With the start of the regular season inching closer the Georgetown Hoyas had a significant question that needed answering: when would UCLA transfer Joshua Smith be eligible to play in games? Smith transferred to the Big East school in January after playing six games for the Bruins last season, and it was unknown how long he’d have to sit out.
“We are excited that the NCAA has approved the waiver for Joshua,” Georgetown head coach John Thompson III said in the release. “Now, he has to maintain a high level of commitment on and off the court. He will provide a significant low-post presence for this team.”
In two-plus seasons as a Bruin Smith, who was a McDonald’s All-American coming out of high school, posted averages of 9.9 points and 5.5 rebounds per game. But due to weight (and the subsequent stamina) issues the Kent, Wash. native played an average of just 19 minutes per contest.
In a a story written by Andy Katz of ESPN.com back in August it was reported that Smith had lost around 40 pounds since arriving at Georgetown, down to 310 pounds after playing at 350 while at UCLA. If he’s continued on that path of eating properly and working hard in the weight room, Smith has the talent needed to be a valuable piece for the Hoyas as the look to win the Big East.
But that was something said throughout Smith’s time in Westwood, with the changes necessary for him to be the best player possible never taking place. It’s all a matter of commitment for Smith, and if it remains present both he and Georgetown stand to benefit.
The 6-foot-3 guard averaged 10.3 points per game, while shooting 42 percent from three, as a freshman. He, along with Malcolm Hill and Michael Thorne Jr., is one of three returning players who averaged double figures last season.
This could prove to be a make-or-break year for John Groce, who enters his fifth season at the helm. He guided the Illini to an NCAA Tournament in his first season, but hasn’t been back since.
The key for the Illini is health. Abrams gives them experience and leadership, but it won’t be a surprise if there’s some rust in his game after spending the past two seasons on the sideline. Having a healthy Coleman-Lands will help stabilize the backcourt, while Hill, an all-conference caliber forward, and Thorne anchor the frontcourt.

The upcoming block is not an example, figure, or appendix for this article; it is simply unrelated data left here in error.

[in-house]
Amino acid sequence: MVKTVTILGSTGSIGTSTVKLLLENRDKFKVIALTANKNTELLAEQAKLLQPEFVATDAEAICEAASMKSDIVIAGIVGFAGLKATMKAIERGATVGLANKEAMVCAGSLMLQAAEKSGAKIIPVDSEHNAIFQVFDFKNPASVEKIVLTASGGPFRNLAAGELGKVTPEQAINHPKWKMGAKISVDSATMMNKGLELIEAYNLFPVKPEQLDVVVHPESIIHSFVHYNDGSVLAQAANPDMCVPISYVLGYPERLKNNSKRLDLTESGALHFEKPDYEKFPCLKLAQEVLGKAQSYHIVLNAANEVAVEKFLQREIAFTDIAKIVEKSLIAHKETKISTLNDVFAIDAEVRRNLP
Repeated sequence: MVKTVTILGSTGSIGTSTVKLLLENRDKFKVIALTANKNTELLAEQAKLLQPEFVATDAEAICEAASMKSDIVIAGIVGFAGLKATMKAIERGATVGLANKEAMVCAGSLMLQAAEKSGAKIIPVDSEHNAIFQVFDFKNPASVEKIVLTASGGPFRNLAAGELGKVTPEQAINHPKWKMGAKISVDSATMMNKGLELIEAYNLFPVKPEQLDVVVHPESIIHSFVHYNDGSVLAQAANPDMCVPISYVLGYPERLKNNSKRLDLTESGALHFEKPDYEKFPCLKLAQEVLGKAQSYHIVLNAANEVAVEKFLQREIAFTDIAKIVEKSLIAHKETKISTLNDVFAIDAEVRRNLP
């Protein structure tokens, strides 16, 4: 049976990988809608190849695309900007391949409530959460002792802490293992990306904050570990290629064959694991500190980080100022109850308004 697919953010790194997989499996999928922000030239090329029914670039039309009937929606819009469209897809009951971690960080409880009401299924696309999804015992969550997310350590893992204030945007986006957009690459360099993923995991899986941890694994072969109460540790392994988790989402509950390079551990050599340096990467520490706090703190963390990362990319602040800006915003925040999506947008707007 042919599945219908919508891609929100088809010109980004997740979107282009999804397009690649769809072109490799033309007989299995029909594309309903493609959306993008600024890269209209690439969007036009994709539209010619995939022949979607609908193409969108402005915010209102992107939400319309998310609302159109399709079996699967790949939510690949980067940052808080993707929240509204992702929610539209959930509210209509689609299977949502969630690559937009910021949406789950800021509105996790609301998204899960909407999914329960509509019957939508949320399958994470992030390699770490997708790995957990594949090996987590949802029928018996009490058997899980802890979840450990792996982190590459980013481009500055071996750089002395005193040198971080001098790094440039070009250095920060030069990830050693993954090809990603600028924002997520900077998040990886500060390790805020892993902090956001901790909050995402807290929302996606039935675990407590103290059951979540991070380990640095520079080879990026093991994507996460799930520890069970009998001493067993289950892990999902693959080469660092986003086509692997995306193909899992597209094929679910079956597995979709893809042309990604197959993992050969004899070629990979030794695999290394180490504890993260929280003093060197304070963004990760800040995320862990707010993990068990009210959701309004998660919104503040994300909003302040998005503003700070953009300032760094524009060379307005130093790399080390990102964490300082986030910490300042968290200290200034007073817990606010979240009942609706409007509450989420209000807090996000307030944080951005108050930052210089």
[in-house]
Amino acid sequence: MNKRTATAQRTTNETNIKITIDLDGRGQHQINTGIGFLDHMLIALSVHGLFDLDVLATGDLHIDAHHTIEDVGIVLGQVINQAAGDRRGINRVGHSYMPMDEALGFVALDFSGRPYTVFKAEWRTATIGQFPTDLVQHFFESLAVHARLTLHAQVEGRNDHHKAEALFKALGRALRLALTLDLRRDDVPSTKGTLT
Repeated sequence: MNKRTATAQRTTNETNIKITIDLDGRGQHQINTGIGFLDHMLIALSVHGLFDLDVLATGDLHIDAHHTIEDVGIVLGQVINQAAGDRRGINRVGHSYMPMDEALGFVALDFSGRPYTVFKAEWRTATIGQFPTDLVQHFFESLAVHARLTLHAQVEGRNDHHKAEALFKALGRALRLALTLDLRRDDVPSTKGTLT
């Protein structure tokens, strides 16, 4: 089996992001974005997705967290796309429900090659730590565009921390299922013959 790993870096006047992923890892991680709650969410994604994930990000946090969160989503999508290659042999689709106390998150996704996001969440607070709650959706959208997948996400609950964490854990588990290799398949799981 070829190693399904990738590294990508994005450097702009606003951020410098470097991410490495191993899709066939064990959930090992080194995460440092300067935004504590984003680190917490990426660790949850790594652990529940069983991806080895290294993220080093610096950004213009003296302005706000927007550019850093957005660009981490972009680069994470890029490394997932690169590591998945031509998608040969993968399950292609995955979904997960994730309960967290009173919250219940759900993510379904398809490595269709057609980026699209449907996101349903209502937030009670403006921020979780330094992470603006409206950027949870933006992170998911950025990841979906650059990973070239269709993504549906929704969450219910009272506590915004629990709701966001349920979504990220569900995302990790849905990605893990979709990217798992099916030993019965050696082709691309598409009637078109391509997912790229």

Like Alkins, Jones was a sought-after scorer. The 6-foot-4 two-guard was rated No. 69 overall in the Class of 2016 by Rivals. He picked Indiana over offers from Cal, Cincinnati, Georgetown and more than a dozen other high-major programs.
Jeter, the 6-foot-10, played in a reserve role as a freshman, averaging 1.9 points and 1.9 rebounds per game last season. He will be part of a loaded frontline that includes heralded freshmen Harry Giles and Marques Bolden, as well as redshirt senior Amile Jefferson, who returns to the lineup following a foot injury.
The greatest player in Auburn program history will honored with a statue outside of the team’s home arena.
The university announced that Charles Barkley, the Naismith Memorial Basketball Hall of Famer, will be the fourth athlete to be given a statue, joining Heisman Trophy winners Bo Jackson, Pat Sullivan and Cam Newton.
“It just means a great deal to me,” Barkley said in a statement. “Being a kid from Alabama, going to Auburn. I think everybody knows what Auburn means to me. It’s going to be pretty cool.”
Barkley, currently working as an analyst for TNT, was the SEC Player of the Year in 1984, as well as a second team All-American. He averaged 14.1 points and 9.6 rebounds per game in 84 appearances for the Tigers.